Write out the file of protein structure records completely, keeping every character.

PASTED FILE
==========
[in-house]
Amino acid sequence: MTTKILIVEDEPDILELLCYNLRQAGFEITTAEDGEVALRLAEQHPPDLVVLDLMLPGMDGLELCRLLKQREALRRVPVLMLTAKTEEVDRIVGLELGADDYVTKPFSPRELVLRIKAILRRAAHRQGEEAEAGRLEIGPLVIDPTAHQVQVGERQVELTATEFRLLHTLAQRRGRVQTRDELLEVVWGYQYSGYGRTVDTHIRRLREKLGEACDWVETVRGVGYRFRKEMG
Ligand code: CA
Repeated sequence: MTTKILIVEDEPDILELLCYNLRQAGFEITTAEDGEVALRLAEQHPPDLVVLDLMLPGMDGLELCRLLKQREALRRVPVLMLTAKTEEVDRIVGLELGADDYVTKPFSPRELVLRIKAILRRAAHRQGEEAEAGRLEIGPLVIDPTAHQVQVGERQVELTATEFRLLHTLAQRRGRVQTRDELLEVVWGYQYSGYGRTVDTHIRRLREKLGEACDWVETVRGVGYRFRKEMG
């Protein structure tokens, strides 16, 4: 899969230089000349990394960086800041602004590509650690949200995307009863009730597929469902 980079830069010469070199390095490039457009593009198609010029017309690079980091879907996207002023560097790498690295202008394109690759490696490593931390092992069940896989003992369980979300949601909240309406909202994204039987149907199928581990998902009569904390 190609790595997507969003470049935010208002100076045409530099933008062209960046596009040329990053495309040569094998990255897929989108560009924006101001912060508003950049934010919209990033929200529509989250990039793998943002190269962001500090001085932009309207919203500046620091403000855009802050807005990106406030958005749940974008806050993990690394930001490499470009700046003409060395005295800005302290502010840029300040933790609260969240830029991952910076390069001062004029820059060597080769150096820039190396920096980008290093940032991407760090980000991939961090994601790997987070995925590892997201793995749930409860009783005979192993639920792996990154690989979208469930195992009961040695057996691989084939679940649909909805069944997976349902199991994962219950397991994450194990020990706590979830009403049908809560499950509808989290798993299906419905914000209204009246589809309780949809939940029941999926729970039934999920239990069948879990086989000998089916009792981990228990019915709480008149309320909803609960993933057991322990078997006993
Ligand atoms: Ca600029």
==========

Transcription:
[in-house]
Amino acid sequence: MTTKILIVEDEPDILELLCYNLRQAGFEITTAEDGEVALRLAEQHPPDLVVLDLMLPGMDGLELCRLLKQREALRRVPVLMLTAKTEEVDRIVGLELGADDYVTKPFSPRELVLRIKAILRRAAHRQGEEAEAGRLEIGPLVIDPTAHQVQVGERQVELTATEFRLLHTLAQRRGRVQTRDELLEVVWGYQYSGYGRTVDTHIRRLREKLGEACDWVETVRGVGYRFRKEMG
Ligand code: CA
Repeated sequence: MTTKILIVEDEPDILELLCYNLRQAGFEITTAEDGEVALRLAEQHPPDLVVLDLMLPGMDGLELCRLLKQREALRRVPVLMLTAKTEEVDRIVGLELGADDYVTKPFSPRELVLRIKAILRRAAHRQGEEAEAGRLEIGPLVIDPTAHQVQVGERQVELTATEFRLLHTLAQRRGRVQTRDELLEVVWGYQYSGYGRTVDTHIRRLREKLGEACDWVETVRGVGYRFRKEMG
């Protein structure tokens, strides 16, 4: 899969230089000349990394960086800041602004590509650690949200995307009863009730597929469902 980079830069010469070199390095490039457009593009198609010029017309690079980091879907996207002023560097790498690295202008394109690759490696490593931390092992069940896989003992369980979300949601909240309406909202994204039987149907199928581990998902009569904390 190609790595997507969003470049935010208002100076045409530099933008062209960046596009040329990053495309040569094998990255897929989108560009924006101001912060508003950049934010919209990033929200529509989250990039793998943002190269962001500090001085932009309207919203500046620091403000855009802050807005990106406030958005749940974008806050993990690394930001490499470009700046003409060395005295800005302290502010840029300040933790609260969240830029991952910076390069001062004029820059060597080769150096820039190396920096980008290093940032991407760090980000991939961090994601790997987070995925590892997201793995749930409860009783005979192993639920792996990154690989979208469930195992009961040695057996691989084939679940649909909805069944997976349902199991994962219950397991994450194990020990706590979830009403049908809560499950509808989290798993299906419905914000209204009246589809309780949809939940029941999926729970039934999920239990069948879990086989000998089916009792981990228990019915709480008149309320909803609960993933057991322990078997006993
Ligand atoms: Ca600029």